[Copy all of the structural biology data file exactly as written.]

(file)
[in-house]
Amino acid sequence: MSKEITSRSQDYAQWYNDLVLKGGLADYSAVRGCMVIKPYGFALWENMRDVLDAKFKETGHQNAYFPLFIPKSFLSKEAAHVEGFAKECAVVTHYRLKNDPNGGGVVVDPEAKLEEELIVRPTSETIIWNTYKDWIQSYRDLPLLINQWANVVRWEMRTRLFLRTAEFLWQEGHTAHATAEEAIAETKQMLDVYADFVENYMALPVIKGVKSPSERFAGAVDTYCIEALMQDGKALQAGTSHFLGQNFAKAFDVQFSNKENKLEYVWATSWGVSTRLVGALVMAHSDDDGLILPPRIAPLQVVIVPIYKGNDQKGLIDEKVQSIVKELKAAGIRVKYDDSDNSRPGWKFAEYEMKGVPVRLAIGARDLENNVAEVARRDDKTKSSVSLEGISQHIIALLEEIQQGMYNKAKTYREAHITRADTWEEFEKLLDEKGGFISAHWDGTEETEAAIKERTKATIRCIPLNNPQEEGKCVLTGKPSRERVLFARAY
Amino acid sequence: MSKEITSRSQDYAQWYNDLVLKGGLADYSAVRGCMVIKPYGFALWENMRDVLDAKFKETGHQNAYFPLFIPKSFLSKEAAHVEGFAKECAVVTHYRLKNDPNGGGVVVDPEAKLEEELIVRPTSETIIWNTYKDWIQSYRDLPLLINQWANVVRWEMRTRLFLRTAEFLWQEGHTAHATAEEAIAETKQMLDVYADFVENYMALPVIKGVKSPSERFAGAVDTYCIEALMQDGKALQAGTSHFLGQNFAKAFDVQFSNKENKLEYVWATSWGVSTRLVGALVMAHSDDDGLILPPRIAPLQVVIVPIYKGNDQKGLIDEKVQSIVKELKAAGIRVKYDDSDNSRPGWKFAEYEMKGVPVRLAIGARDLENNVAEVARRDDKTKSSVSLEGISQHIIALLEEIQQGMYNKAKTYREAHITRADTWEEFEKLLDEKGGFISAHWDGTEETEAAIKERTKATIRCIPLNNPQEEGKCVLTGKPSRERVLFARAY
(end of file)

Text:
[in-house]
Amino acid sequence: MSKEITSRSQDYAQWYNDLVLKGGLADYSAVRGCMVIKPYGFALWENMRDVLDAKFKETGHQNAYFPLFIPKSFLSKEAAHVEGFAKECAVVTHYRLKNDPNGGGVVVDPEAKLEEELIVRPTSETIIWNTYKDWIQSYRDLPLLINQWANVVRWEMRTRLFLRTAEFLWQEGHTAHATAEEAIAETKQMLDVYADFVENYMALPVIKGVKSPSERFAGAVDTYCIEALMQDGKALQAGTSHFLGQNFAKAFDVQFSNKENKLEYVWATSWGVSTRLVGALVMAHSDDDGLILPPRIAPLQVVIVPIYKGNDQKGLIDEKVQSIVKELKAAGIRVKYDDSDNSRPGWKFAEYEMKGVPVRLAIGARDLENNVAEVARRDDKTKSSVSLEGISQHIIALLEEIQQGMYNKAKTYREAHITRADTWEEFEKLLDEKGGFISAHWDGTEETEAAIKERTKATIRCIPLNNPQEEGKCVLTGKPSRERVLFARAY
Amino acid sequence: MSKEITSRSQDYAQWYNDLVLKGGLADYSAVRGCMVIKPYGFALWENMRDVLDAKFKETGHQNAYFPLFIPKSFLSKEAAHVEGFAKECAVVTHYRLKNDPNGGGVVVDPEAKLEEELIVRPTSETIIWNTYKDWIQSYRDLPLLINQWANVVRWEMRTRLFLRTAEFLWQEGHTAHATAEEAIAETKQMLDVYADFVENYMALPVIKGVKSPSERFAGAVDTYCIEALMQDGKALQAGTSHFLGQNFAKAFDVQFSNKENKLEYVWATSWGVSTRLVGALVMAHSDDDGLILPPRIAPLQVVIVPIYKGNDQKGLIDEKVQSIVKELKAAGIRVKYDDSDNSRPGWKFAEYEMKGVPVRLAIGARDLENNVAEVARRDDKTKSSVSLEGISQHIIALLEEIQQGMYNKAKTYREAHITRADTWEEFEKLLDEKGGFISAHWDGTEETEAAIKERTKATIRCIPLNNPQEEGKCVLTGKPSRERVLFARAY